Tool Test: Shop Vacs
Only the best vacuums can handle both fine dust and heavy pickup.
Synopsis: Portland, Ore., carpenter Paul Johnson put eight shop vacuums through their paces to determine the one he finds best overall. Johnson established a series of tests, including vacuuming up concrete mix, powdered drywall compound, and then wood shavings that contained nails and screws. When the dust settled, Johnson rated the Makita VC4710 as best overall and the Ridgid WD1450 as best value. He also tested tools made by Bosch, DeWalt, Fein, Festool, Milwaukee, and Shop-Vac. This article includes a sidebar on vacuum filters.
In the past several years, the lowly shop vac has transformed from the dull canister brought in to clean the floors after a day of work to an essential, often high-tech tool found on job sites and in shops. An increased understanding of the health benefits of keeping dust out of the air helped to spark this transformation. Nowadays, most tools are designed with dust ports to connect to vacuums, and adapters are commonplace for retrofitting older tools. Features such as tool activation and self-cleaning filters are becoming more common and have greatly increased the versatility of the traditional shop vac.
How we chose
There are a host of shop vacuums on the market, so choosing which to review was a challenge. Rather than focusing on any specific size or feature, we wanted to identify vacuums that would work well for general job-site and shop use. Beyond that, we looked at cost, availability, capacity, features, and functionality. In the end, we chose eight vacs that met our criteria and that we felt would be the most versatile.
All of these models can be fitted with HEPA filters if they don’t already come with them, and all can be fitted with disposable filter bags. Likewise, all are on wheels and can be lifted or pulled around easily. The hoses range in length from 7 ft. all the way up to 16 ft.; the longer hoses are especially useful when used with sanders or other tools that need a wide range of motion. All of the vacuums tested have power cords at least 15 ft. long, a welcome change from the standard short power cords of yesteryear.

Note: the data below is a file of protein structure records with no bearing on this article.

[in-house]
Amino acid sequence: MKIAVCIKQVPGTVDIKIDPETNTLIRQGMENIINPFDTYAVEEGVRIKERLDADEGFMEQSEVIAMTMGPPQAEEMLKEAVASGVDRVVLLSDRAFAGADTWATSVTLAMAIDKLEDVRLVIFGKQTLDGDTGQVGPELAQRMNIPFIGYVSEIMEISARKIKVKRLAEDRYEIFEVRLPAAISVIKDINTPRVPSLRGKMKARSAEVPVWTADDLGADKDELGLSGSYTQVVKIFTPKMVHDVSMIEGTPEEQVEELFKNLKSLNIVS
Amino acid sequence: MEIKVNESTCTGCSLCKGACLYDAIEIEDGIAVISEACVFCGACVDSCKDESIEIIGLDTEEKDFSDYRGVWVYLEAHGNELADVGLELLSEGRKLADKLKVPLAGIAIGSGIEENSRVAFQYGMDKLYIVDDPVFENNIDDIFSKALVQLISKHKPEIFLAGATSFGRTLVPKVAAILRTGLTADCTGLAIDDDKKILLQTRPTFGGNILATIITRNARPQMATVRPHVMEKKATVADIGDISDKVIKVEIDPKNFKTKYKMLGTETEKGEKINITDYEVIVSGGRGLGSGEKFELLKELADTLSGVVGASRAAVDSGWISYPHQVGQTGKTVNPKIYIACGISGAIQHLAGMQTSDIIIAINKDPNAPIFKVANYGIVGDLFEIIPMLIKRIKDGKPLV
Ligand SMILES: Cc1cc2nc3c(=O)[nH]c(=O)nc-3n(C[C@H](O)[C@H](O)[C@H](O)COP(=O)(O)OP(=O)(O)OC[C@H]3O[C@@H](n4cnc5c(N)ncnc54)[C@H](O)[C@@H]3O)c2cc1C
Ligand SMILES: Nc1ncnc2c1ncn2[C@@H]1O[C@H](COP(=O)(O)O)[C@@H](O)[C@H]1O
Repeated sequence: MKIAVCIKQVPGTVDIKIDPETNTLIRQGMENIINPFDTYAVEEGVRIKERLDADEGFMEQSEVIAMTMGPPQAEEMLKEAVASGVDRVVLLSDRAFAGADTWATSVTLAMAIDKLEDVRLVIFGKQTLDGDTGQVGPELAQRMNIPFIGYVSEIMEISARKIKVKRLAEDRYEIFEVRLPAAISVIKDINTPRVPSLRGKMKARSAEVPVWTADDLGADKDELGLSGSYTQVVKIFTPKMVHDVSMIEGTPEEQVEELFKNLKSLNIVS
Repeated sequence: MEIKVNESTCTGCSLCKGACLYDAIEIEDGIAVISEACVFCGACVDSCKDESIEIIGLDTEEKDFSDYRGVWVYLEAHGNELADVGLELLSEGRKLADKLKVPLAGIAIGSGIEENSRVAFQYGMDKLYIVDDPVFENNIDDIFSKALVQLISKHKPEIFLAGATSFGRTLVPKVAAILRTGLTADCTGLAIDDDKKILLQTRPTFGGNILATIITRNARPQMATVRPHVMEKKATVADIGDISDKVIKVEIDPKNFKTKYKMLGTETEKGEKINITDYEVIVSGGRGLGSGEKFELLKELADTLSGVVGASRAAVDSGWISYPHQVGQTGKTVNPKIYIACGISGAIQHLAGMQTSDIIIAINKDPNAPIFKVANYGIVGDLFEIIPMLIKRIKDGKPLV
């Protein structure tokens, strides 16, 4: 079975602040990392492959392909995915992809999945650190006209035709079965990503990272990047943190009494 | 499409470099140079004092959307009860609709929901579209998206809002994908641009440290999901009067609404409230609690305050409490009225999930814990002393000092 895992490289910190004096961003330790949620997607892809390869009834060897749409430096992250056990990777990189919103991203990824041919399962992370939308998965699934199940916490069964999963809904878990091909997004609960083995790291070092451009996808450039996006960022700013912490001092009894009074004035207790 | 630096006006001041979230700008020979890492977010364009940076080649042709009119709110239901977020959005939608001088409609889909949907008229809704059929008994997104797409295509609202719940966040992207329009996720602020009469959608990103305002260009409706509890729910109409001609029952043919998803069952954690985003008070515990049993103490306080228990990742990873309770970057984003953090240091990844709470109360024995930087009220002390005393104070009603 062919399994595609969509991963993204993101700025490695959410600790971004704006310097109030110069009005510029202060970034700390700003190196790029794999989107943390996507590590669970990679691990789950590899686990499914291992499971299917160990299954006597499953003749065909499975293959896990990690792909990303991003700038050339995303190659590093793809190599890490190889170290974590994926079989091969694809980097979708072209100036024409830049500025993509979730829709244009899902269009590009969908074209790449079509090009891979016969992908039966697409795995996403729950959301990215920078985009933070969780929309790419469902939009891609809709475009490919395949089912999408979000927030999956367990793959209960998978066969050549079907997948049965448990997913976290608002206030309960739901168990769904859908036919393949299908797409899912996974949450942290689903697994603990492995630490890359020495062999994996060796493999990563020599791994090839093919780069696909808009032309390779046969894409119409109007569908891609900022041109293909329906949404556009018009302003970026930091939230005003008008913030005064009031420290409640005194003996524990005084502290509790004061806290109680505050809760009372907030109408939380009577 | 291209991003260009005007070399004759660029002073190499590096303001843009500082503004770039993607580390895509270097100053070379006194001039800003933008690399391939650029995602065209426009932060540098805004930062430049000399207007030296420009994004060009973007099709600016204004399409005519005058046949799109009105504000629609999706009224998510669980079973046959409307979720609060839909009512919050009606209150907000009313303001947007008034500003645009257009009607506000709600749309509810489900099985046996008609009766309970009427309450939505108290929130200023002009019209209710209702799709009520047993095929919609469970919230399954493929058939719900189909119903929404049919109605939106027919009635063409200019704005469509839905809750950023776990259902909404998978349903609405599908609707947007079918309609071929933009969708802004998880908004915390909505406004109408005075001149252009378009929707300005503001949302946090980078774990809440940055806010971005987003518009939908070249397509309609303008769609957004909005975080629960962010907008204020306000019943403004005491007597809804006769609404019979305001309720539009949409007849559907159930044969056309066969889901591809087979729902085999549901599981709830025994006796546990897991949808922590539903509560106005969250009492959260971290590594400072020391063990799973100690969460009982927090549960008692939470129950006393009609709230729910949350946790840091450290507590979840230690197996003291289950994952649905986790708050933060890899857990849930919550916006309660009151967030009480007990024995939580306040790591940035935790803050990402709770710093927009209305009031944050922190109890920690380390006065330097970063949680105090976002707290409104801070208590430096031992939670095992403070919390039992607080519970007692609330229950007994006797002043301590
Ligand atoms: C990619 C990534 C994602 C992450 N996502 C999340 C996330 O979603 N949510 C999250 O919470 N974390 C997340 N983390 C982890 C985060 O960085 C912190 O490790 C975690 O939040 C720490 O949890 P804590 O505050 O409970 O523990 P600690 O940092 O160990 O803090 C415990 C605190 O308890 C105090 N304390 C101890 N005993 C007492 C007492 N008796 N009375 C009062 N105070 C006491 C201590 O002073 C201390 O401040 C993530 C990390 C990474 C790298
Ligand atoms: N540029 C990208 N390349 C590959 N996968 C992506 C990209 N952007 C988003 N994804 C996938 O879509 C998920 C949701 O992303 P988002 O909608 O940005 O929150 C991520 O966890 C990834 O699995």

All but two of the vacuums are tool-activated; we included two that aren’t because they’re economical choices and still can be attached to most tools and turned on separately. We chose vacuums that were as close in capacity as possible, in the medium-to-large range.
We also considered availability and cost. There are several brands of worthy shop vacs that could have been included in this review, but ordering the vacs themselves, let alone finding parts or accessories, was often restricted to specialty shops and online outlets. Regarding cost: While there are some excellent vacs on the market that cost over $1000, we decided to stay under $700 or so — not an outrageous price for a well-made tool that is used nearly every day.
How we tested
We devised a set of tests and real-world situations to get a broad range of results. We didn’t shy away from putting all eight vacs through some strenuous ordeals to see how well they would hold up.
All the vacuums tested have optional filter bags that can help to increase efficiency and to keep dust from getting back into the air, even when emptying the tank. It seemed important to test the vacuums both with and without these optional bags. In general, the bags barely cut down on suction power, and all of them increased efficiency by keeping the filters from becoming covered with dust — even on the vacuums with a self-cleaning filter system.
For more photos and details, click the View PDF button below: